On December 22, 2011, I did ten burpees, planning with a friend to do ten a day for thirty days.
A friend asked me in my senior year of high school how I had lost my chubbiness from 9th grade, since he and I started with the same body type but I got more fit. My joining the cross country team probably helped. I also played ultimate frisbee with friends when we could on the school’s north lawn, organized by ourselves, not the school.
In any case, running cross country in high school was my first voluntary regular exercise. My grade school didn’t organize sports, though I remember running around a lot during recess, which schools restrict kids from more and more. My family had me play little league baseball and soccer, but I didn’t engage on them that much. On the contrary, I watched a lot of TV growing up. My sedentary childhood makes me feel like I’m still catching up, partly since I never reached the physical potential many teammates did.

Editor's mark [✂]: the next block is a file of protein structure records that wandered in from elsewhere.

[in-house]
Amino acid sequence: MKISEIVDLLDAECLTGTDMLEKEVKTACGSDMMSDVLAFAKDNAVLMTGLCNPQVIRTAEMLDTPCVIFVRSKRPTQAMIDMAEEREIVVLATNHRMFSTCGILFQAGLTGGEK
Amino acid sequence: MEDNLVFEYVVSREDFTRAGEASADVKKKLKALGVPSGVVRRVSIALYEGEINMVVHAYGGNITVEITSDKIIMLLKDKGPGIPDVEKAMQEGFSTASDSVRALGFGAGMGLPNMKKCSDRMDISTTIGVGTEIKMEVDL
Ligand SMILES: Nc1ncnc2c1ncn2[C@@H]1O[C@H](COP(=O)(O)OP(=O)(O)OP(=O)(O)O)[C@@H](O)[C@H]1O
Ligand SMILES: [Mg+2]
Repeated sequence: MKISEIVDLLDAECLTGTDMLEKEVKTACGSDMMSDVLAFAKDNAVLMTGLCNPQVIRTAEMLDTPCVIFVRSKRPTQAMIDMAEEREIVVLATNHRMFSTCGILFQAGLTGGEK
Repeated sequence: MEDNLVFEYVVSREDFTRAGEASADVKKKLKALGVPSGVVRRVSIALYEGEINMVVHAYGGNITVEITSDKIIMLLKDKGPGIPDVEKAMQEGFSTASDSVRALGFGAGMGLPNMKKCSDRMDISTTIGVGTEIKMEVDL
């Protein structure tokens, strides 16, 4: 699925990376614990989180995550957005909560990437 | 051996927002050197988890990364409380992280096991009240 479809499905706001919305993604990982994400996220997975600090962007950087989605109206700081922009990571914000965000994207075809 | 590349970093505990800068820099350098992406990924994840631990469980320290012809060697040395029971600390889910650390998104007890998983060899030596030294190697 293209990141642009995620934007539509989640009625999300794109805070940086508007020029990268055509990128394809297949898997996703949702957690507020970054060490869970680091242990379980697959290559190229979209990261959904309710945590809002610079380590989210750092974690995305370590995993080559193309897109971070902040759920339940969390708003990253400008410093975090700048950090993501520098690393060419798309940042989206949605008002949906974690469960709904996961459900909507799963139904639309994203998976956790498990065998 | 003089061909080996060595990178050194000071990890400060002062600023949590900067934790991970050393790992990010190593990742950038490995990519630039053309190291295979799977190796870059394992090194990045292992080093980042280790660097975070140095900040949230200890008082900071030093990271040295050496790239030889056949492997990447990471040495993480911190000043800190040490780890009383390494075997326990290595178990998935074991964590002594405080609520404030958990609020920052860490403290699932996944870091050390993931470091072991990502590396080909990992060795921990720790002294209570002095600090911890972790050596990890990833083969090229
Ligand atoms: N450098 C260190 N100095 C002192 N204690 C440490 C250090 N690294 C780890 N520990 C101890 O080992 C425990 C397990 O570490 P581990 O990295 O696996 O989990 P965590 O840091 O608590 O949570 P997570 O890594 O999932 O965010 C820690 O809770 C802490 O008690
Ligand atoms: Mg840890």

Running cross country wasn’t fun, but it was rewarding—the teamwork, the competition, the ride back after a meet, seeing how much better you could become. Ultimate was also fun. I grew to love fitness, competition, striving to achieve my potential, exhaustion, teamwork, discipline, camaraderie, and all that sports and athletics bring.
I become hooked and never stopped sports, athletics, and fitness. I can’t imagine life without them. Rather, if I didn’t actively and vigorously practice them, I would restart them as my first priority.
In college and graduate school I played ultimate, playing in Nationals as a freshman (even mainly warming the bench, I witnessed and participated in what it took to get there). By one’s mid-30s, the number of competitors drops, making the sport less fun, plus aging means that your physical potential drops every year.
Marathons and distance running took over from ultimate. I’ve run six so far, which meant dozens, maybe hundreds of halfs to 20-mile runs. I also joined local gyms for lifting and cardio machines.